A few years ago when I was working at a charter school in upstate New York, one of my students was caught “prostituting herself” to men she was messaging online. When asked, she said she was doing so for a 30-year-old man she claimed was her boyfriend. Word about this traveled quickly at school. Students talked about her behind her back and called her a “hoe.” Staff members rolled their eyes at the news, not surprised or concerned this had happened. She was labeled as a teen prostitute who needed to be reprimanded. All of the blame and responsibility fell on her. Nobody was able to see through their societal bias and view the situation for what it really was.
This girl was 14 years old. She had experienced sexual and physical abuse growing up. She was raped by a stranger at age eight and again at 10. Her mother was in jail, and her father had been incarcerated her whole life. She had bounced around several foster homes and had run away from those homes many times in the past few years. The man who she claimed to be her “boyfriend” was a known pimp in the community, and had a reputation of being dangerous. By all legal standards she was a victim of sex trafficking. Unfortunately, stories like this are far too common in the United States. My student was among the many who slip through the cracks and fall into a cycle of abuse to which our society, until recently, has turned a blind eye.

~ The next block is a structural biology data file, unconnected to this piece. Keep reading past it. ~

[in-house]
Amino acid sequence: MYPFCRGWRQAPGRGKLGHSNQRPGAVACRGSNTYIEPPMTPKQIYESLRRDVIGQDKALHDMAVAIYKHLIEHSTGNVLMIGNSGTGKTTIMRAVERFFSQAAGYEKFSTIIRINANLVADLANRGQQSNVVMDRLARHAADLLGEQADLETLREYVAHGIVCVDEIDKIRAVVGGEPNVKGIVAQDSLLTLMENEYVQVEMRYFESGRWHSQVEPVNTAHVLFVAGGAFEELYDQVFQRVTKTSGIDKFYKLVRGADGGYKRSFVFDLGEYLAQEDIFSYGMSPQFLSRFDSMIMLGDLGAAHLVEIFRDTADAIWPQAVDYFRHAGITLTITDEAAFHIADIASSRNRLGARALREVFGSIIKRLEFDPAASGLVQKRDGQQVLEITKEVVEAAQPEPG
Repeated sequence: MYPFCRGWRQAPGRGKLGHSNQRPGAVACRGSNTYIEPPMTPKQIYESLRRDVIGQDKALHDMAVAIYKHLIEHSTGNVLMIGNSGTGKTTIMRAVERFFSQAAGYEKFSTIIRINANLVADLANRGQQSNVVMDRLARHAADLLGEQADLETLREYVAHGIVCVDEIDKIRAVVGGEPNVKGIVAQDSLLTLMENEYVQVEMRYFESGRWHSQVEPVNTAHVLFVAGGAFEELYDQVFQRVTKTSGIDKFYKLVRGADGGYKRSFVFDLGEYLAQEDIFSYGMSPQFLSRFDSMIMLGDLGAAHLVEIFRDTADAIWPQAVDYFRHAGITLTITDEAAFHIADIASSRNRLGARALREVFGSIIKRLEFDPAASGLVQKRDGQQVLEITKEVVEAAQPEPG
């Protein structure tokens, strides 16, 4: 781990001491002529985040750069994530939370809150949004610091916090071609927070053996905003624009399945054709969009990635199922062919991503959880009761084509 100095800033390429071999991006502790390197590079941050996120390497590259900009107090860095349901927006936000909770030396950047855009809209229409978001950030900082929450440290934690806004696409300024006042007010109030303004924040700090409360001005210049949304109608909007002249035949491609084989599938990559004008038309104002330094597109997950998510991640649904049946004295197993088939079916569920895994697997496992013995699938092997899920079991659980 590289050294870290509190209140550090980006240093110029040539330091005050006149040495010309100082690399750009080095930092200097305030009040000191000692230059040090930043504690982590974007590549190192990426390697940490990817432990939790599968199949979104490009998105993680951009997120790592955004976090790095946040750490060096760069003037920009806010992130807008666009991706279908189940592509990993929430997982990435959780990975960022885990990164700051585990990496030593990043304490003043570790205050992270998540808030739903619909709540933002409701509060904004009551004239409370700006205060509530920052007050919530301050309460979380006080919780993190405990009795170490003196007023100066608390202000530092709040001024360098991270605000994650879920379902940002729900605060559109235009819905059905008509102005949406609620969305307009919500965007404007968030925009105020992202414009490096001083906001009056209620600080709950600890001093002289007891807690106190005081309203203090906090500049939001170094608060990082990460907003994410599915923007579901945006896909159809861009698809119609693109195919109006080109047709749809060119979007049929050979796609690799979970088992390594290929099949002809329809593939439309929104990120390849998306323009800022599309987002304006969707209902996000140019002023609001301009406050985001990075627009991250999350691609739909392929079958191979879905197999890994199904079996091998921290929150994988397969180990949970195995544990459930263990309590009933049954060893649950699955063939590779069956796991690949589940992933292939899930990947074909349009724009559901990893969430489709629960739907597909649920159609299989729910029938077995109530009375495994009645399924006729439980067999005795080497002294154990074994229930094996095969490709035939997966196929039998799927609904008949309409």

The term “trafficking” has become a buzz word, popularized by politicians, humanitarian efforts and movies like “Taken.” While this is a step towards increasing awareness, many still believe that trafficking occurs mostly in the third world, or that all victims found in the United States have been smuggled into the country. The reality is that while many victims are trafficked into the United States every year (the Department of Justice estimates 17,500), the number of US citizens who are trafficked for sex is on the order of hundreds of thousands.
According to US law, sex trafficking is defined as “a commercial sex act that is induced by force, fraud or coercion, or where the person performing the act is under 18 years of age,” which would make any prostituted youth under 18 a trafficking victim. Shockingly, in the United States, the average age of entry into prostitution is 12 to 14 years old. Though the focus has largely been on girls, boys are also trafficked — in some cities in equal numbers to girls. Domestic sex trafficking occurs in all 50 states, and surprisingly even in small towns. Children are sold on the streets, on the internet through websites like backpage.com, in strip clubs, through “massage” businesses, and can be moved around states and across the country. The trafficker may be a single pimp, a family member, a gang or the youth can be exploited through a social network.
The value of the sex industry is estimated at $9.8 billion, and for traffickers it is a high demand, low investment business. A trafficker can make upwards of a quarter million dollars per victim per year — purchasers of sex are willing to pay a premium for services, and trafficked youth often have quotas for how much money they need to make each night. A recent study on the underground sex economy found that the sex industry was more lucrative for traffickers compared to selling drugs or weapons. And contrary to popular belief, most youth are expected to turn over all of their earnings to their trafficker at the end of each night, often facing violence if they fail to do so.